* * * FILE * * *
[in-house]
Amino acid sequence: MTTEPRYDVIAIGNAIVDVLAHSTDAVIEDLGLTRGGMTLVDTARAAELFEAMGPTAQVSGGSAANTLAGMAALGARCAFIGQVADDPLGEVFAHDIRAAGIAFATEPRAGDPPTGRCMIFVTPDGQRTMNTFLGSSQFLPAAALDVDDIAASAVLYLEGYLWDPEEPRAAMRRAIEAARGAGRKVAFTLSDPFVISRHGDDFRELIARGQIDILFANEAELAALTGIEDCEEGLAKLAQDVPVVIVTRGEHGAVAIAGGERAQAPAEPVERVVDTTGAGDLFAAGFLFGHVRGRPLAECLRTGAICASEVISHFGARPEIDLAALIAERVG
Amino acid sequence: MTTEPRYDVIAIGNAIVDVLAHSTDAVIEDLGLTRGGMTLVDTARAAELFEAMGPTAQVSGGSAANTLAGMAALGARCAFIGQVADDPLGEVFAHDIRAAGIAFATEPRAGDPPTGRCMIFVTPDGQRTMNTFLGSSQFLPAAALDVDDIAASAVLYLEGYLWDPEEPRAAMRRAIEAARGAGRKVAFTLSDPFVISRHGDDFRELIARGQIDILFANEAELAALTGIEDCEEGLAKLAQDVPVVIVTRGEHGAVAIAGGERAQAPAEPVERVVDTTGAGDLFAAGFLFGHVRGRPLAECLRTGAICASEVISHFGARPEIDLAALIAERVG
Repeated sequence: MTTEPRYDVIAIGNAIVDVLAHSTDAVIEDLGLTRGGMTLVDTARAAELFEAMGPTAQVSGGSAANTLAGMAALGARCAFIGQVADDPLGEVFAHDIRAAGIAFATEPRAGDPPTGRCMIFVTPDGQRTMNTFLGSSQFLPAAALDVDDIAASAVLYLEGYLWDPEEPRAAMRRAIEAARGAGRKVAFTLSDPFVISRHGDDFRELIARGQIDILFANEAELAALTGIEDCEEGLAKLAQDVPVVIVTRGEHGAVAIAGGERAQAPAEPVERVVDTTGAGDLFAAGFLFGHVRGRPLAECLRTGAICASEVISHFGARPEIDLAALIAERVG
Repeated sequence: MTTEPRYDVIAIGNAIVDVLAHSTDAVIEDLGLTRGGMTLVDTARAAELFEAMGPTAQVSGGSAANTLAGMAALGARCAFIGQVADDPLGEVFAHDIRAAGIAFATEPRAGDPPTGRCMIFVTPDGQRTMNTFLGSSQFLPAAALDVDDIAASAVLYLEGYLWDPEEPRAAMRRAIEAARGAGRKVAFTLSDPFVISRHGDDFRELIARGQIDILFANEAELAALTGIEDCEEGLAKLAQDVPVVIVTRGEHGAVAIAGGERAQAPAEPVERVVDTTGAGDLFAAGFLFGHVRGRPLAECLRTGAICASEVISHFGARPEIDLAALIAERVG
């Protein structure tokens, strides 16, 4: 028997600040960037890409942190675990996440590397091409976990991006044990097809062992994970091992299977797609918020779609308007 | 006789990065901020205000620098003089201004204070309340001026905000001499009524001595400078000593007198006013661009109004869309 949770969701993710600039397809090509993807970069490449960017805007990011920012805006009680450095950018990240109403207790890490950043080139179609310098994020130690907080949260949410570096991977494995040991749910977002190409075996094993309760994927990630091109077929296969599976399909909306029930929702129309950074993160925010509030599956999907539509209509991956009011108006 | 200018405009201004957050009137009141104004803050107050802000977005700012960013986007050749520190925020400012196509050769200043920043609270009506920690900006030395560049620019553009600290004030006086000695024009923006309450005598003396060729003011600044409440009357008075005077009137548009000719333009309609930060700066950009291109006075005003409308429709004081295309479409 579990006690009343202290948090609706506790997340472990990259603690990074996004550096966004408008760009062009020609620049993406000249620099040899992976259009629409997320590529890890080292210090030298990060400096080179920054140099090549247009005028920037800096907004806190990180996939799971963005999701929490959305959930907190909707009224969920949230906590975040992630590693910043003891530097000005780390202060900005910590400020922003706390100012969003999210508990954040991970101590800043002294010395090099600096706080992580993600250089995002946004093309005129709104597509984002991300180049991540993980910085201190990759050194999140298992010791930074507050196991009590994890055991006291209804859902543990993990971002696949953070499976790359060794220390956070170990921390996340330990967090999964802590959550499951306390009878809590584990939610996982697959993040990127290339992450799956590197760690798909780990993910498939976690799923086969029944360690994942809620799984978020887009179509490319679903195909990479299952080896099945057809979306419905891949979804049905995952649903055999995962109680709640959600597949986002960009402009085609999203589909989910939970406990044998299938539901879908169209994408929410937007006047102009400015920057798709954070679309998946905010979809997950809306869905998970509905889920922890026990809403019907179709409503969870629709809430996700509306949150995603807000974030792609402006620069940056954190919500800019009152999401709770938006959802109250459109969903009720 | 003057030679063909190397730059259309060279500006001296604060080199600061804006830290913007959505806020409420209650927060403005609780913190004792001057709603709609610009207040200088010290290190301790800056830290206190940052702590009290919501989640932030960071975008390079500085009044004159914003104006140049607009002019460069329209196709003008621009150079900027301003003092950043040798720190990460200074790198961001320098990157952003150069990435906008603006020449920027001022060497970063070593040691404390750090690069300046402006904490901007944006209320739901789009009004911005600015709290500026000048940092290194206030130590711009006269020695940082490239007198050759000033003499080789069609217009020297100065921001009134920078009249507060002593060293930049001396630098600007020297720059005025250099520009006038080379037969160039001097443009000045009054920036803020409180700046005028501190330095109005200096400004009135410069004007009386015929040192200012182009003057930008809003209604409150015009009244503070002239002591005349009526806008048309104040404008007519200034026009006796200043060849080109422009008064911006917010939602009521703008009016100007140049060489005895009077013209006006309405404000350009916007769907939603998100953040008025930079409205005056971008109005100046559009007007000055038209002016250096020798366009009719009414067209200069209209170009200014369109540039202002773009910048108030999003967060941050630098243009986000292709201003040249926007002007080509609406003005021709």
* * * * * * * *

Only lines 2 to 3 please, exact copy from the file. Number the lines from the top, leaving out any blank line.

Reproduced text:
Amino acid sequence: MTTEPRYDVIAIGNAIVDVLAHSTDAVIEDLGLTRGGMTLVDTARAAELFEAMGPTAQVSGGSAANTLAGMAALGARCAFIGQVADDPLGEVFAHDIRAAGIAFATEPRAGDPPTGRCMIFVTPDGQRTMNTFLGSSQFLPAAALDVDDIAASAVLYLEGYLWDPEEPRAAMRRAIEAARGAGRKVAFTLSDPFVISRHGDDFRELIARGQIDILFANEAELAALTGIEDCEEGLAKLAQDVPVVIVTRGEHGAVAIAGGERAQAPAEPVERVVDTTGAGDLFAAGFLFGHVRGRPLAECLRTGAICASEVISHFGARPEIDLAALIAERVG
Amino acid sequence: MTTEPRYDVIAIGNAIVDVLAHSTDAVIEDLGLTRGGMTLVDTARAAELFEAMGPTAQVSGGSAANTLAGMAALGARCAFIGQVADDPLGEVFAHDIRAAGIAFATEPRAGDPPTGRCMIFVTPDGQRTMNTFLGSSQFLPAAALDVDDIAASAVLYLEGYLWDPEEPRAAMRRAIEAARGAGRKVAFTLSDPFVISRHGDDFRELIARGQIDILFANEAELAALTGIEDCEEGLAKLAQDVPVVIVTRGEHGAVAIAGGERAQAPAEPVERVVDTTGAGDLFAAGFLFGHVRGRPLAECLRTGAICASEVISHFGARPEIDLAALIAERVG